Widening Participation (WP) at Edinburgh
An introduction to Widening Participation at The University of Edinburgh
We have developed practical guides and a Sharepoint site to help colleagues navigate what we do and how they can get involved.
WP recognises that not everyone has the same start in life nor the same opportunities to flourish and succeed educationally.
WP aims to address these educational inequalities and patterns of under-representation in Higher Education (HE). It recognises how transformative a university degree can be for the individual and more widely its impact on social mobility within our society.
There are many barriers, which can affect a person’s aspirations and trajectory in life including social, financial, cultural, or geographical. WP works to raise aspiration towards HE and offer support to remove those obstacles. So that individuals, regardless of their background, can make informed choices about their future built on their own ambitions and potential and fully pursue them.
The University of Edinburgh has long been passionately committed to and taken a lead in WP, pioneering many different types of access programmes and best practice, including the Lothians Equal Access Programme for Schools (LEAPS) and Pathways to the Professions in the 1990s, which are now embedded across the sector.
We deliberately use widening participation rather than widening access, as our commitment continues long after getting into Edinburgh, providing support throughout the student journey and beyond.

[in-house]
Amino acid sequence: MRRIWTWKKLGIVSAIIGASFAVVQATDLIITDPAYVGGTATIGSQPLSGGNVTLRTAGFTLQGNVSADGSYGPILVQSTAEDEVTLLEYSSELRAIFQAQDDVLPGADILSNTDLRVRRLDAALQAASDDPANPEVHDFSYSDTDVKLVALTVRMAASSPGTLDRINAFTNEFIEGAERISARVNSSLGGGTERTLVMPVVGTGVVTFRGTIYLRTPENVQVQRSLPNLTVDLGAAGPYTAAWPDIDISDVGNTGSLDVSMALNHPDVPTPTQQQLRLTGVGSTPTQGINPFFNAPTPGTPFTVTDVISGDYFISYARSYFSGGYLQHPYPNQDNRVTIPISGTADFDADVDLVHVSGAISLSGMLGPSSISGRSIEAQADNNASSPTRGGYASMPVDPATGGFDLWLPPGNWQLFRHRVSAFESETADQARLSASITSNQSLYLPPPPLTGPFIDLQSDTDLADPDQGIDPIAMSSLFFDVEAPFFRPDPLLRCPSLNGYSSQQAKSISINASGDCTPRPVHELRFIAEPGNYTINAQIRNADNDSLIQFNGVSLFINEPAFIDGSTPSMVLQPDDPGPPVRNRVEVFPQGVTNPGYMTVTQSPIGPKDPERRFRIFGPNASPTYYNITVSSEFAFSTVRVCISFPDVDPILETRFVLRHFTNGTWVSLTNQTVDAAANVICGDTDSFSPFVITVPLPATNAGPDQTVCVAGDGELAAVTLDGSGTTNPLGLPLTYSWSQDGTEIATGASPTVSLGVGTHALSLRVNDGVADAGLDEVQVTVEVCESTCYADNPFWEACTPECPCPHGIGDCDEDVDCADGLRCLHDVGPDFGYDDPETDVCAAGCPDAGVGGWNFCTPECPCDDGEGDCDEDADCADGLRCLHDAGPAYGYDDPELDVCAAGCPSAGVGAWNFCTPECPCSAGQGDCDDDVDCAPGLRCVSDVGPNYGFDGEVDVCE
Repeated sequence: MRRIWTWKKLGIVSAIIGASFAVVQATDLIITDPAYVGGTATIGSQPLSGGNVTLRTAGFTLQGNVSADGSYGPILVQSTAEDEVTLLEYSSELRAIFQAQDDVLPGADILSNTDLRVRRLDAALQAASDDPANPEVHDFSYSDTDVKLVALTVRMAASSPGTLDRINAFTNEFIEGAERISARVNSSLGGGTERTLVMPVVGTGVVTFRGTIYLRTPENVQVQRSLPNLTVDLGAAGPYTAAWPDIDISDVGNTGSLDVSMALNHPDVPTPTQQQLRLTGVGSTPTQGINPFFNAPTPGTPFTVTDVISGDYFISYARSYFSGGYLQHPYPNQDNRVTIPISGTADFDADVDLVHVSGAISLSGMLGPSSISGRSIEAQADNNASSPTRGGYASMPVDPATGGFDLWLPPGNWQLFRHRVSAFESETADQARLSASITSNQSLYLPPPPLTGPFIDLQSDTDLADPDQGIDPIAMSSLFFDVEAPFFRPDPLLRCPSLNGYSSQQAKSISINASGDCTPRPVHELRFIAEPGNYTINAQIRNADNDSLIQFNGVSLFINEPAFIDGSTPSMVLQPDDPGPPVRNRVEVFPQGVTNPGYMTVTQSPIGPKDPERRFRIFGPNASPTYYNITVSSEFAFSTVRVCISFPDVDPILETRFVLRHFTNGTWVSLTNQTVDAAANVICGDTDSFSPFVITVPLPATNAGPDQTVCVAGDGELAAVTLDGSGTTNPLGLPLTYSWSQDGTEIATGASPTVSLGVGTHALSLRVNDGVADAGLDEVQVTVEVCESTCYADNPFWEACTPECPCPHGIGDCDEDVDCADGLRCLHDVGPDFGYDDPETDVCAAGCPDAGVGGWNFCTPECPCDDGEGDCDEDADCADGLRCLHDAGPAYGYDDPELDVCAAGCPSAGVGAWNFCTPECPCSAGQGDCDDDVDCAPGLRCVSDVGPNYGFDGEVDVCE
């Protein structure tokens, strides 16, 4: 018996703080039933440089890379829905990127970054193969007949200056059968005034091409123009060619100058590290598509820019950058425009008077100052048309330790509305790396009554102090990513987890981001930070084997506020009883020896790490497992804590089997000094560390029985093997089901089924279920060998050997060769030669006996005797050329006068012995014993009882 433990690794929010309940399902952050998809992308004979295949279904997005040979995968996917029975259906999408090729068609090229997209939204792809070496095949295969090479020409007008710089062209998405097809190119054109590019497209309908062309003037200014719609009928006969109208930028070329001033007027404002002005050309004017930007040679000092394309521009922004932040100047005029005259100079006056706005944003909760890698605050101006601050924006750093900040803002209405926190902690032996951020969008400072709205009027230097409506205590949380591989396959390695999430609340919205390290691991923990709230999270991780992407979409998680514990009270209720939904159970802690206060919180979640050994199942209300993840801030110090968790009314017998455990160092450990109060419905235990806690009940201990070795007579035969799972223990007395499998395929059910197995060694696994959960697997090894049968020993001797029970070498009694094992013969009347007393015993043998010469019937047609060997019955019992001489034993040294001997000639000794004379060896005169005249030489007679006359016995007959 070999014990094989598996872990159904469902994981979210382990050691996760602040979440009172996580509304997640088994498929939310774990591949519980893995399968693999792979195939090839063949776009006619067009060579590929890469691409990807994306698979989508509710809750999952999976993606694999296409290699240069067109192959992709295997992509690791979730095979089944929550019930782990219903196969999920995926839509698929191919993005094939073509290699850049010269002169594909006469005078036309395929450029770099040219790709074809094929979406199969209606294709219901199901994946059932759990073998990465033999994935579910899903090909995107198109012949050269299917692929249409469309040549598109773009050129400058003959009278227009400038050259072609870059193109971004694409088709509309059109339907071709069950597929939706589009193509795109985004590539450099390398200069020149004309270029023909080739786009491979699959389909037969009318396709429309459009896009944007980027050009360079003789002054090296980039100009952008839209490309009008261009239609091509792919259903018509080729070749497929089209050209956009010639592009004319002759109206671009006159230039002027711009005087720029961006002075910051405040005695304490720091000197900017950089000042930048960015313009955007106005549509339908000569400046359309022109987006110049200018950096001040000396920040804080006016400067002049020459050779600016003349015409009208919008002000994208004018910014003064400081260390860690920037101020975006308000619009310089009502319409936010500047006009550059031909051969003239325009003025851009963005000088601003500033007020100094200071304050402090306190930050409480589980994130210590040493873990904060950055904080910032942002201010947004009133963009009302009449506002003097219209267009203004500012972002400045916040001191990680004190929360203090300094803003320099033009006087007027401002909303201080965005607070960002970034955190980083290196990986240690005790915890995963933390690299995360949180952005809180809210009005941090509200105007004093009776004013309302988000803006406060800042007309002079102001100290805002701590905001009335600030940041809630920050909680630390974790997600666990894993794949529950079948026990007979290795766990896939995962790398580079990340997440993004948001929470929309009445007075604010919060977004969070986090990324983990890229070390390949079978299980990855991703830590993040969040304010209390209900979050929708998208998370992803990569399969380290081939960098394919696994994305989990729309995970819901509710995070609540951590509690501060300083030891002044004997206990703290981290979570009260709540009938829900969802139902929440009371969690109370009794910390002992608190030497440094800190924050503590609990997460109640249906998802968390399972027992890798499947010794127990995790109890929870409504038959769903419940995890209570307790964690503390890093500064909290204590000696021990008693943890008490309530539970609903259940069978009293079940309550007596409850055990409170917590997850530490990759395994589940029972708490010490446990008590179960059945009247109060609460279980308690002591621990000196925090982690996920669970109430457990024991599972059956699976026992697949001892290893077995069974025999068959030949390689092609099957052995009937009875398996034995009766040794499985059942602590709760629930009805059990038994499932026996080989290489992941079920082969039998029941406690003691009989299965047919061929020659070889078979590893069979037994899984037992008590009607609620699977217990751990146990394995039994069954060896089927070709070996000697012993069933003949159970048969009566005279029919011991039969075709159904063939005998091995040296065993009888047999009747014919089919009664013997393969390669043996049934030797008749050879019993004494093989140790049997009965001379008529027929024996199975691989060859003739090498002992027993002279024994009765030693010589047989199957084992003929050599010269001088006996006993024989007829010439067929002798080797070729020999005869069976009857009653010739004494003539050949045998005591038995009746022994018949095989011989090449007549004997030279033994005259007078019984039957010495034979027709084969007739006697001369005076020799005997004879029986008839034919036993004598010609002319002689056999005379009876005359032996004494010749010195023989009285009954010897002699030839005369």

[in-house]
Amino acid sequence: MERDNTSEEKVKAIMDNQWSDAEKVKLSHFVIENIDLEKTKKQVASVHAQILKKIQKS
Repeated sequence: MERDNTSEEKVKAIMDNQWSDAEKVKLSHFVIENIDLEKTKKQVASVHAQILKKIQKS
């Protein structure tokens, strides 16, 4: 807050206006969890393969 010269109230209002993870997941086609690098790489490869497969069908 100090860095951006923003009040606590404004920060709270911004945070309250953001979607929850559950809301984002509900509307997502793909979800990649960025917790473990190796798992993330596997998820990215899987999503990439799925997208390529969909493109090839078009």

This is why the University's WP Strategy 2018-2021 is a university-wide endeavour and includes a holistic four-stranded approach encompassing the full student lifecycle.
Alongside our broader initiatives around equity and access for all we work specifically with the Scottish Funding Council to develop a three year Outline Agreement (refreshed annually) which is our public statement, and includes our commitment to widening access as well as other areas such as employability and research.
WP students are individuals, their academic potential and experiences are unique to them, regardless of their background. So while we list these cohorts and refer to them as groups, we acknowledge that the WP tag is just one of many varied markers / cohorts a WP individual might occupy and one that they may not identify with or even be aware of.
|Primary and Secondary school pupils from disadvantaged backgrounds: based on area deprivation measures such as SIMD*, those in receipt of free school meals, those from schools of low progression to HE, and low attaining schools|
|Adult learners and returners to education studying the SWAP Access course, Higher Nationals at College and the Centre for Open Learning Access Course (students aged 21 or over are typically referred to as mature students)|
|Vulnerable or more marginalised groups of students such as young carers, young people in care or care leavers, learners with refugee / asylum seeker status, estranged students|
|Students from under-represented groups, some with protected characteristics such as disabled learners, those from ethnic minority backgrounds, and cohorts where there are gender imbalances (e.g. men into education, women into computer science)|
* Scottish Index of Multiple Deprivation (SIMD)